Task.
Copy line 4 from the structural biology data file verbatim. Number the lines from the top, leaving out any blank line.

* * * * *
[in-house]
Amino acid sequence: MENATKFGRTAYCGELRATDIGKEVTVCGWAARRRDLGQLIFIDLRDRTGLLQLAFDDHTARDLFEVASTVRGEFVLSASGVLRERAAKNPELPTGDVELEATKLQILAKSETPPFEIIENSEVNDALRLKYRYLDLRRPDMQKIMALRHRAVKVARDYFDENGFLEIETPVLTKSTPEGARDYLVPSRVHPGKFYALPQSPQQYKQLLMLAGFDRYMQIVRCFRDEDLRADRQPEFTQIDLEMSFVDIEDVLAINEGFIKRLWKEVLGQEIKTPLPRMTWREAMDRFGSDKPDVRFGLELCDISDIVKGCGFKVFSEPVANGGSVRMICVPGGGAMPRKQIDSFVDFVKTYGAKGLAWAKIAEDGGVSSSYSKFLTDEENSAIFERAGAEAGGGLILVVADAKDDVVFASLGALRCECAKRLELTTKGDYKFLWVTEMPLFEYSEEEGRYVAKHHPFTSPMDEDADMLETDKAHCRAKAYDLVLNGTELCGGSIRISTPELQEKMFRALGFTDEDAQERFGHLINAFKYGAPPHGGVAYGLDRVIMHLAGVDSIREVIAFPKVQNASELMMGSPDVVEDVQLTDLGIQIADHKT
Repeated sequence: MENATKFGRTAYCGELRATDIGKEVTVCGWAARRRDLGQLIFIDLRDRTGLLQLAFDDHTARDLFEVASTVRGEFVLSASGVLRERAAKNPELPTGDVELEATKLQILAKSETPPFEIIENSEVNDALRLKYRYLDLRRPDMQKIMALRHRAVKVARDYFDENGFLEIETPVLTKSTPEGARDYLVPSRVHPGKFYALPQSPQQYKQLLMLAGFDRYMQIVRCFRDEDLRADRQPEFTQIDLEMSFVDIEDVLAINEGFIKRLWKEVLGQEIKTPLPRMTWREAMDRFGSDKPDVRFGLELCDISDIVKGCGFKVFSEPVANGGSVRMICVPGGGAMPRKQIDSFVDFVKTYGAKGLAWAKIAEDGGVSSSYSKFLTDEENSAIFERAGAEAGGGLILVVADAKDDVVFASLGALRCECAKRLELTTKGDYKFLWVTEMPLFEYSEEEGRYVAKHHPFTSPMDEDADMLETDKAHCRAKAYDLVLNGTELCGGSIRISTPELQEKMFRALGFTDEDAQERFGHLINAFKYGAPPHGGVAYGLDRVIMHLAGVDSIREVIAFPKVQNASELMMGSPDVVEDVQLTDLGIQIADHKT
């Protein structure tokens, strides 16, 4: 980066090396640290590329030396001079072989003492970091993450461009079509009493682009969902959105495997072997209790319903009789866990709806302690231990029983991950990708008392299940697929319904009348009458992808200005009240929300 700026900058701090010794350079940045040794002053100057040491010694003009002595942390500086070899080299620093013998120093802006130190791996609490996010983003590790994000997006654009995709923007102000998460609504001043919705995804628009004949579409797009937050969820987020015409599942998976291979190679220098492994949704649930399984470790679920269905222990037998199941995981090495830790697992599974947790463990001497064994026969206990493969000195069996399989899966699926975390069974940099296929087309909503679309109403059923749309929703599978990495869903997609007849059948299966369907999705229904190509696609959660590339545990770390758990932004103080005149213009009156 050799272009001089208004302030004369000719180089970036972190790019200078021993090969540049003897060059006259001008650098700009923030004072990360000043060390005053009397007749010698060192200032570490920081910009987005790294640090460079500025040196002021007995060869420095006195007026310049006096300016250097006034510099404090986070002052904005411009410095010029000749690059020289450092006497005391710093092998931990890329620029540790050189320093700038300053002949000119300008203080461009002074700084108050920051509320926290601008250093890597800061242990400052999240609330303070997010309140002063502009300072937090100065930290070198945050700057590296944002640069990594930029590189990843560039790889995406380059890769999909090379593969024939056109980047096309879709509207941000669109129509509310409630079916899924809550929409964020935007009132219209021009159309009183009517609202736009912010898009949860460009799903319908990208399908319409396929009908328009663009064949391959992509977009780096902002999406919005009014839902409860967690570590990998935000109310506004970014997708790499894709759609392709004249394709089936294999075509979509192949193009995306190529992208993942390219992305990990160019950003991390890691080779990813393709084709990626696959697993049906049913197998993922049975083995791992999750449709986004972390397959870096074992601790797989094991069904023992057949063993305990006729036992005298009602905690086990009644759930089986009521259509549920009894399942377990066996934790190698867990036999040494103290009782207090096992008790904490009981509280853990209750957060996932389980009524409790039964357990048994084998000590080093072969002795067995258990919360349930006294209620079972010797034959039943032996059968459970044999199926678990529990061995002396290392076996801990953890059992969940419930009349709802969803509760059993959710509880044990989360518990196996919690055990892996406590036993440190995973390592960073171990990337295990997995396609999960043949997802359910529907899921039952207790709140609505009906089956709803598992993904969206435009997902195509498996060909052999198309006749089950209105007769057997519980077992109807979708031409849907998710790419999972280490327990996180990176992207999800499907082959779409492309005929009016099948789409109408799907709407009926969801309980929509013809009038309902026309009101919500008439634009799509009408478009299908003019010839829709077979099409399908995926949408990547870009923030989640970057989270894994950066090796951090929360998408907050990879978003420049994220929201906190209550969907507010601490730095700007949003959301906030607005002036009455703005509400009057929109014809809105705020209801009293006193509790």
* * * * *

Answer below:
């Protein structure tokens, strides 16, 4: 980066090396640290590329030396001079072989003492970091993450461009079509009493682009969902959105495997072997209790319903009789866990709806302690231990029983991950990708008392299940697929319904009348009458992808200005009240929300 700026900058701090010794350079940045040794002053100057040491010694003009002595942390500086070899080299620093013998120093802006130190791996609490996010983003590790994000997006654009995709923007102000998460609504001043919705995804628009004949579409797009937050969820987020015409599942998976291979190679220098492994949704649930399984470790679920269905222990037998199941995981090495830790697992599974947790463990001497064994026969206990493969000195069996399989899966699926975390069974940099296929087309909503679309109403059923749309929703599978990495869903997609007849059948299966369907999705229904190509696609959660590339545990770390758990932004103080005149213009009156 050799272009001089208004302030004369000719180089970036972190790019200078021993090969540049003897060059006259001008650098700009923030004072990360000043060390005053009397007749010698060192200032570490920081910009987005790294640090460079500025040196002021007995060869420095006195007026310049006096300016250097006034510099404090986070002052904005411009410095010029000749690059020289450092006497005391710093092998931990890329620029540790050189320093700038300053002949000119300008203080461009002074700084108050920051509320926290601008250093890597800061242990400052999240609330303070997010309140002063502009300072937090100065930290070198945050700057590296944002640069990594930029590189990843560039790889995406380059890769999909090379593969024939056109980047096309879709509207941000669109129509509310409630079916899924809550929409964020935007009132219209021009159309009183009517609202736009912010898009949860460009799903319908990208399908319409396929009908328009663009064949391959992509977009780096902002999406919005009014839902409860967690570590990998935000109310506004970014997708790499894709759609392709004249394709089936294999075509979509192949193009995306190529992208993942390219992305990990160019950003991390890691080779990813393709084709990626696959697993049906049913197998993922049975083995791992999750449709986004972390397959870096074992601790797989094991069904023992057949063993305990006729036992005298009602905690086990009644759930089986009521259509549920009894399942377990066996934790190698867990036999040494103290009782207090096992008790904490009981509280853990209750957060996932389980009524409790039964357990048994084998000590080093072969002795067995258990919360349930006294209620079972010797034959039943032996059968459970044999199926678990529990061995002396290392076996801990953890059992969940419930009349709802969803509760059993959710509880044990989360518990196996919690055990892996406590036993440190995973390592960073171990990337295990997995396609999960043949997802359910529907899921039952207790709140609505009906089956709803598992993904969206435009997902195509498996060909052999198309006749089950209105007769057997519980077992109807979708031409849907998710790419999972280490327990996180990176992207999800499907082959779409492309005929009016099948789409109408799907709407009926969801309980929509013809009038309902026309009101919500008439634009799509009408478009299908003019010839829709077979099409399908995926949408990547870009923030989640970057989270894994950066090796951090929360998408907050990879978003420049994220929201906190209550969907507010601490730095700007949003959301906030607005002036009455703005509400009057929109014809809105705020209801009293006193509790």